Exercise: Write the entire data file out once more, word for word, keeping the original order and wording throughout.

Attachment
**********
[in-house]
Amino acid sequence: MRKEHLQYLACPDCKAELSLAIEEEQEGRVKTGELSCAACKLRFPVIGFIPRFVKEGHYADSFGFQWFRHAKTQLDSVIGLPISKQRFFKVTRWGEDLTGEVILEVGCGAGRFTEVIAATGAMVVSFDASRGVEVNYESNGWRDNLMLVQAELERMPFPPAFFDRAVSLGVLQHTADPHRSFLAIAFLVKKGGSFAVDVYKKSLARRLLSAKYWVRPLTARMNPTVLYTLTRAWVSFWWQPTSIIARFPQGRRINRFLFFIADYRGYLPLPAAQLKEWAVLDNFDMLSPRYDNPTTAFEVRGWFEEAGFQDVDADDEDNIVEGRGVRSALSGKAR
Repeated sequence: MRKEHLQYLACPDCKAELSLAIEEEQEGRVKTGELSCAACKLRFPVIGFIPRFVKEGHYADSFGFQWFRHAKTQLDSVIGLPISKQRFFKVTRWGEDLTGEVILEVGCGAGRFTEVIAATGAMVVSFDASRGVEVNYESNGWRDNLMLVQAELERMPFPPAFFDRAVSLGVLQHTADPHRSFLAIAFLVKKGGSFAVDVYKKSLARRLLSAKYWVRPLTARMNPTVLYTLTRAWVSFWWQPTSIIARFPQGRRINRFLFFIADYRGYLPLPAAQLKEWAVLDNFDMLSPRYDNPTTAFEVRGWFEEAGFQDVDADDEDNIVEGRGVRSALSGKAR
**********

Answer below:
[in-house]
Amino acid sequence: MRKEHLQYLACPDCKAELSLAIEEEQEGRVKTGELSCAACKLRFPVIGFIPRFVKEGHYADSFGFQWFRHAKTQLDSVIGLPISKQRFFKVTRWGEDLTGEVILEVGCGAGRFTEVIAATGAMVVSFDASRGVEVNYESNGWRDNLMLVQAELERMPFPPAFFDRAVSLGVLQHTADPHRSFLAIAFLVKKGGSFAVDVYKKSLARRLLSAKYWVRPLTARMNPTVLYTLTRAWVSFWWQPTSIIARFPQGRRINRFLFFIADYRGYLPLPAAQLKEWAVLDNFDMLSPRYDNPTTAFEVRGWFEEAGFQDVDADDEDNIVEGRGVRSALSGKAR
Repeated sequence: MRKEHLQYLACPDCKAELSLAIEEEQEGRVKTGELSCAACKLRFPVIGFIPRFVKEGHYADSFGFQWFRHAKTQLDSVIGLPISKQRFFKVTRWGEDLTGEVILEVGCGAGRFTEVIAATGAMVVSFDASRGVEVNYESNGWRDNLMLVQAELERMPFPPAFFDRAVSLGVLQHTADPHRSFLAIAFLVKKGGSFAVDVYKKSLARRLLSAKYWVRPLTARMNPTVLYTLTRAWVSFWWQPTSIIARFPQGRRINRFLFFIADYRGYLPLPAAQLKEWAVLDNFDMLSPRYDNPTTAFEVRGWFEEAGFQDVDADDEDNIVEGRGVRSALSGKAR